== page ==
Chinese Mallow (Malva verticillata)

Malva is a genus of about 25–30 species of herbaceous annual, biennial, and perennial plants in the family Malvaceae (of which it is the type genus), one of several closely related genera in the family to bear the common English name mallow. The genus is widespread throughout the temperate, subtropical and tropical regions of Africa, Asia and Europe. The word “mallow” is derived from Old English “malwe”, which was imported from Latin “malva”, which originated in Ancient Greek μαλάχη (malakhē) meaning “yellow” or Hebrew מַלּוּחַ (malúakh) meaning “salty”. A number of species, previously considered to belong to Lavatera, have been moved to Malva.

The leaves are alternate, palmately lobed. The flowers are from 0.5–5 cm diameter, with five pink or white petals.

The colour mauve was in 1859 named after the French name for this plant.

Several species are widely grown as garden flowers, while some are invasive weeds, particularly in the Americas where they are not native.

Many species are edible as leaf vegetables. Known as ebegümeci in Turkish, it is used as vegetable in Turkey in various forms such as stuffing the leaves with bulgur or rice or using the boiled leaves as side dish. Malva verticillata is grown on a limited commercial scale in China; when made as a herbal infusion, it is used for its colon cleansing properties and as a weight loss supplement.

Very easily grown, short-lived perennials often grown as ornamental plants. Mild tasting young mallow leaves can be a substitute for lettuce, whereas older leaves are better cooked as a leafy green vegetable. The buds and flowers can be used in salads.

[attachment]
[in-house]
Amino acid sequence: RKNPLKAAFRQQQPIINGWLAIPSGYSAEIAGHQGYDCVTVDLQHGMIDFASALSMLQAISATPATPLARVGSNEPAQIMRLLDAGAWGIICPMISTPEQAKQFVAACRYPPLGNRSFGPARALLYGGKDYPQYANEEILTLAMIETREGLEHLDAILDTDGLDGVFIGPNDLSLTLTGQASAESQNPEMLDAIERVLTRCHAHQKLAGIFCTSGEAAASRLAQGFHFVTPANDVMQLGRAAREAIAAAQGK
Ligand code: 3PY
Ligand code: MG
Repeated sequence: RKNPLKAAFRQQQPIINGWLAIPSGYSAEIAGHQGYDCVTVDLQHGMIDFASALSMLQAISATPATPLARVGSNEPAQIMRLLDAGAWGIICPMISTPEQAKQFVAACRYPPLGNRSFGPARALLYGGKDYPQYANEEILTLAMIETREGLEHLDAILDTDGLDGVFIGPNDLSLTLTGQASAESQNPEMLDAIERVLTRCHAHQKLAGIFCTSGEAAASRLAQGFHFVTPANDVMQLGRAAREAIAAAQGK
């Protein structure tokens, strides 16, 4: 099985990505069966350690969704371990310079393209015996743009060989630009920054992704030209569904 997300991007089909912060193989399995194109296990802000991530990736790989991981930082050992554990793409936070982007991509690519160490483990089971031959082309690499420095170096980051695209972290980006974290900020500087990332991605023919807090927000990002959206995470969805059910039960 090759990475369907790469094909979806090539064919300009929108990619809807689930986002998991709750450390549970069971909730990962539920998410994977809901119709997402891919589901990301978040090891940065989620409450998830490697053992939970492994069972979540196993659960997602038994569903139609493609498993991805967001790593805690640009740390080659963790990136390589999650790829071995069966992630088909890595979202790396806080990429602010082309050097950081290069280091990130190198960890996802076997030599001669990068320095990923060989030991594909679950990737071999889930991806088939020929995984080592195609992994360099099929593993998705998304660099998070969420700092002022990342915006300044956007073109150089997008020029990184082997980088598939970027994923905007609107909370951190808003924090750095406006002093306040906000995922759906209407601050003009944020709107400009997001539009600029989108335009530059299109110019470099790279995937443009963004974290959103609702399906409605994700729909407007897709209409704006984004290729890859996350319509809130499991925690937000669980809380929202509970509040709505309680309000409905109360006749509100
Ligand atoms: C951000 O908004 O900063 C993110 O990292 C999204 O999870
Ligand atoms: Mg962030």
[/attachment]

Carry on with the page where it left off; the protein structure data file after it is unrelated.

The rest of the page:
Cultivation is by sowing the seeds directly outdoors in early spring. The seed is easy to collect, and they will often spread themselves by seed.

In Catalonia (Southern Europe) they use the leaves to cure stinging nettles sting.

Bodo tribals in Bodoland, Assam (Northeast India) cultivate a sub-species of malva and use it extensively in their traditional cuisine, although its use is not much known among other people of India.

Advertisements

Leave a Reply

Fill in your details below or click an icon to log in:

WordPress.com Logo

You are commenting using your WordPress.com account. Log Out / Change )

Twitter picture

You are commenting using your Twitter account. Log Out / Change )

Facebook photo

You are commenting using your Facebook account. Log Out / Change )

Google+ photo

You are commenting using your Google+ account. Log Out / Change )

Connecting to %s